Connective Corridor construction to begin again

Construction on the Connective Corridor will restart tomorrow and will continue through downtown for the next two years.

The Connective Corridor, a cultural development project connecting University Hill with downtown Syracuse, will restart construction Nov. 4 that will continue through downtown for the next two years.

Construction for phases two and three of the project, a $42.5 million dollar partnership between Syracuse University and the City of Syracuse, is scheduled to be completed by the end of 2015, said Linda Hartsock, director of the Connective Corridor project for Syracuse University’s Office of Community Engagement and Economic Development.

Construction for phases two and three will begin on Forman Avenue and continue west downtown under US-81 on East Genesee Street to Townsend Street. From Townsend, construction will head north one block to East Fayette Street, where it will continue across the street, crossing Salina Street along West Fayette Street and ending at West Street, said Owen Kerney, director of the city planning division of the Syracuse Onondaga Planning Agency.

“The work will be in a new location but will largely mimic what is already done (during phase one), really a continuation of work already started,” Kerney said.

During Phase One, sidewalks, curbs, trees, benches, amenities, drainage, signage, lighting and parking lanes were removed, replaced and rebuilt, Kerney said. Phase One, which involved University Avenue, East Genesee Street and Forman Park, completed at the end of 2012.

During phase one construction, phases two and three’s final design was being developed, said Mark Budosh, senior project engineer at Barton & Loguidice, P.C., and one of the lead project engineers for the project. “We really took the same design criteria and design standards for phase one and carried it over to phases two and three,” Budosh said.

One difference from phase one will be shared-use bicycle lanes from Salina Street to West Street, where bicyclists may use the full lane on the road, because the curb to curb width doesn’t allow room to fit full width bike lanes on both sides of the road, Budosh said.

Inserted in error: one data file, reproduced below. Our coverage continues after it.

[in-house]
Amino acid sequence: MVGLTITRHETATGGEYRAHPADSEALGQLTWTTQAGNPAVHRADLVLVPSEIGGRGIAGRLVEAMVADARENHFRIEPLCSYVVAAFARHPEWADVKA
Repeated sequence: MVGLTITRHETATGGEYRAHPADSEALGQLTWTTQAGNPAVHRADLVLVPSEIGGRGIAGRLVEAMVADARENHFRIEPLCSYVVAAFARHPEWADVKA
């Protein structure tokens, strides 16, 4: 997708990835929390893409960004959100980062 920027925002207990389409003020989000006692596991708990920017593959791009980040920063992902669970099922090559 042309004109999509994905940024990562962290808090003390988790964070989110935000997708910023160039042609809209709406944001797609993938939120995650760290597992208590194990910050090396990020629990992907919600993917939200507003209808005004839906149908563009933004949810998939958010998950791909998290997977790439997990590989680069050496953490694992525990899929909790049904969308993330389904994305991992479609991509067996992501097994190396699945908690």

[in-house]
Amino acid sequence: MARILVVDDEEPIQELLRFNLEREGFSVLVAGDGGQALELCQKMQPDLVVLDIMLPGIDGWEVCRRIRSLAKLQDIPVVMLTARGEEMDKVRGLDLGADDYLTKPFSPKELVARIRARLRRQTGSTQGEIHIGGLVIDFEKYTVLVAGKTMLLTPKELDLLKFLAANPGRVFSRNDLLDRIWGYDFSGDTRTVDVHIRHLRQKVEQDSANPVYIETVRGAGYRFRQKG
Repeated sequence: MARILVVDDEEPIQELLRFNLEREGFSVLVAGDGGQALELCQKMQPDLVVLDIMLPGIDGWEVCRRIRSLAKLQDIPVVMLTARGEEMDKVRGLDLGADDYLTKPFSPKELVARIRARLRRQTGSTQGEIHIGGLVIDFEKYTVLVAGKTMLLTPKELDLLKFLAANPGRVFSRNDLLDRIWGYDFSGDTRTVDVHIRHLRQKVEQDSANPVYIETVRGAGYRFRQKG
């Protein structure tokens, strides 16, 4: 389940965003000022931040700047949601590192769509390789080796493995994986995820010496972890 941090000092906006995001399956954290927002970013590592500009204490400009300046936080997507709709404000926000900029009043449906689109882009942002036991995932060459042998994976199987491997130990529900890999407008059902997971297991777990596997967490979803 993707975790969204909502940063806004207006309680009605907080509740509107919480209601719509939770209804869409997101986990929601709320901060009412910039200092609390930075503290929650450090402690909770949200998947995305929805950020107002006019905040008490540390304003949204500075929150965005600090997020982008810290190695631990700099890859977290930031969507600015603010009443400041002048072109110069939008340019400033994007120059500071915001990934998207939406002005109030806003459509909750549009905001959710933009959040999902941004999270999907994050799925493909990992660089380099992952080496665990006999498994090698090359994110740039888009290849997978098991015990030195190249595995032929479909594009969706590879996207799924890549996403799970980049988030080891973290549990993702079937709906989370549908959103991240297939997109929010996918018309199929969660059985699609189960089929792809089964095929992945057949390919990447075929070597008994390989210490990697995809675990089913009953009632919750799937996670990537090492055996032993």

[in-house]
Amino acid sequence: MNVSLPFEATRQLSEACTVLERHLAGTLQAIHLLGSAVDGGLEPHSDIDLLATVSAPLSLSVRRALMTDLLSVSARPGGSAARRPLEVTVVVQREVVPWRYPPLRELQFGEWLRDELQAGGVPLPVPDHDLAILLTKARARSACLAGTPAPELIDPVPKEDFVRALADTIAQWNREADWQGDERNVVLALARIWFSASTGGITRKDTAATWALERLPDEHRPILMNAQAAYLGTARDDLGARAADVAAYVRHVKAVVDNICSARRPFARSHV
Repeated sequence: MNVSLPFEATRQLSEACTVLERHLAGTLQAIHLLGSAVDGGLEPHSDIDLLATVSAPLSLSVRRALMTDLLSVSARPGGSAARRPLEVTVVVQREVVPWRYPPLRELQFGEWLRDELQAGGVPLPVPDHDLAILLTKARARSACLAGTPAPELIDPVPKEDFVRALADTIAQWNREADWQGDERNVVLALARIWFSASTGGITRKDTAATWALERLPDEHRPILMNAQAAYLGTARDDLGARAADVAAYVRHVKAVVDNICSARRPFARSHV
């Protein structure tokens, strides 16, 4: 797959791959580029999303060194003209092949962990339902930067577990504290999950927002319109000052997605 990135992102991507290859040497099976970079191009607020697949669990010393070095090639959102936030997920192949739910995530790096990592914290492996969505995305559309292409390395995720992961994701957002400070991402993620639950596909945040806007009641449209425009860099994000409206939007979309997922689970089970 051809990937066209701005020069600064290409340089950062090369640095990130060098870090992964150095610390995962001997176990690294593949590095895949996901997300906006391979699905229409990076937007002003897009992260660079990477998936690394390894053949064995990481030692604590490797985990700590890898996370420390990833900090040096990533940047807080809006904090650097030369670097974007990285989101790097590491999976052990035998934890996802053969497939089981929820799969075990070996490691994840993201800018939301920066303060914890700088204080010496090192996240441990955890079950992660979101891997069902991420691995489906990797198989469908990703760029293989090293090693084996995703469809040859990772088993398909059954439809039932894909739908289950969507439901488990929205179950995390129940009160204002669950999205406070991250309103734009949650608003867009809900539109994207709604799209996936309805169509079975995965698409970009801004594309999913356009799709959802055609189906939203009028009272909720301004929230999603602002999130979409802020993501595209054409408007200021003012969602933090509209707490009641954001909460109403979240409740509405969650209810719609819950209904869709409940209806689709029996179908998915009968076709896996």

Originally, phases two and three were designed as their own projects until 2011, when the City of Syracuse received a $10 million Transportation Investment Generating Economic Recovery grant from the U.S. Department of Transportation, Kerney said. “Rather then ask for funding for just one or the other, or one and not having funding for the other, we combined them as one final project that would entail the remainder of the Connective Corridor,” Kerney said.

During construction, traffic patterns and parking will be affected. “As we progress, there will be single-lane closures. We’re hoping to maintain two-way traffic, at least one lane of traffic in both directions throughout construction,” Budosh said. “There will be times when a block or two will have to be closed due to specific construction activities regarding drainage installation.”

The project will employ phase construction, where construction is done on one side of the road for about a block or two, and then construction comes back to be done on the other side of the road. On the side construction is being done, parking will be eliminated for the duration of that phase of construction. All business entrances driveways, parking lots entrances, pedestrian access and crosswalks will be maintained, like what’s currently being done on Westcott Street.

As he did during phase one, Kerney will consult with anyone affected by construction while work is being done. “My job is to provide some rationale as to what we’re doing, why we’re doing it, how long it will take, but also being available if there are concerns or question or things we have to improve.”

Chris Kunhs, executive chef and owner of Phoebe’s Restaurant & Coffee Lounge at 900 E. Genesee St., had construction done outside his business during phase one and said he received various levels of communication from those involved with the project, including Kerney. However, he said construction done outside Phoebe’s during July and August last year had a negative impact on his business.

“We lost sales, and that was definitely told to us. You know, there was a potential that people would stay clear of the area, and they did,” Kunhs said. The restaurant’s à la carte lunch sales were cut in half compared to the previous year during those months.

Still, Kunhs supports the project and understands its importance to the city. “If people don’t like the visual of a cityscape, they won’t stay in the cityscape.”

Hartsock agreed: “We’re creating an economy that is attractive for businesses to continue to invest here and grow here, but at the same time, creating a place and a sense of place that will be attractive for young people to come and make lives and careers. And that’s really kind of the goal of the Connective Corridor—to do both.”

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